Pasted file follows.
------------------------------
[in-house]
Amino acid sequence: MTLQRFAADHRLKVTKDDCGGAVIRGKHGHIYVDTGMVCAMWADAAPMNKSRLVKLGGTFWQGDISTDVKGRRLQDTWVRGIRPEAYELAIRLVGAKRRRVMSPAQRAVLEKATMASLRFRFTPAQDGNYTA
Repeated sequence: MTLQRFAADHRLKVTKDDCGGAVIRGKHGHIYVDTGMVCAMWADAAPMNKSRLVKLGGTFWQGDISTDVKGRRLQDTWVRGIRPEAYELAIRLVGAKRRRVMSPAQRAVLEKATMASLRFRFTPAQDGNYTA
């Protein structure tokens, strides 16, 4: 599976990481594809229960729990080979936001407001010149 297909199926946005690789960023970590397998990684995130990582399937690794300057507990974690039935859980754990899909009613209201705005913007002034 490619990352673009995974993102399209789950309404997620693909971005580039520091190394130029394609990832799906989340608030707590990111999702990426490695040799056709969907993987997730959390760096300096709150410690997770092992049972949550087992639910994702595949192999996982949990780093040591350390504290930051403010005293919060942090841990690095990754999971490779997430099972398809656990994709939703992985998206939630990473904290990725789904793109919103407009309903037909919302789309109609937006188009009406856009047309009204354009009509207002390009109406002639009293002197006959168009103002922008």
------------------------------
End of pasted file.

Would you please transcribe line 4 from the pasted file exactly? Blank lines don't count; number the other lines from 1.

């Protein structure tokens, strides 16, 4: 599976990481594809229960729990080979936001407001010149 297909199926946005690789960023970590397998990684995130990582399937690794300057507990974690039935859980754990899909009613209201705005913007002034 490619990352673009995974993102399209789950309404997620693909971005580039520091190394130029394609990832799906989340608030707590990111999702990426490695040799056709969907993987997730959390760096300096709150410690997770092992049972949550087992639910994702595949192999996982949990780093040591350390504290930051403010005293919060942090841990690095990754999971490779997430099972398809656990994709939703992985998206939630990473904290990725789904793109919103407009309903037909919302789309109609937006188009009406856009047309009204354009009509207002390009109406002639009293002197006959168009103002922008």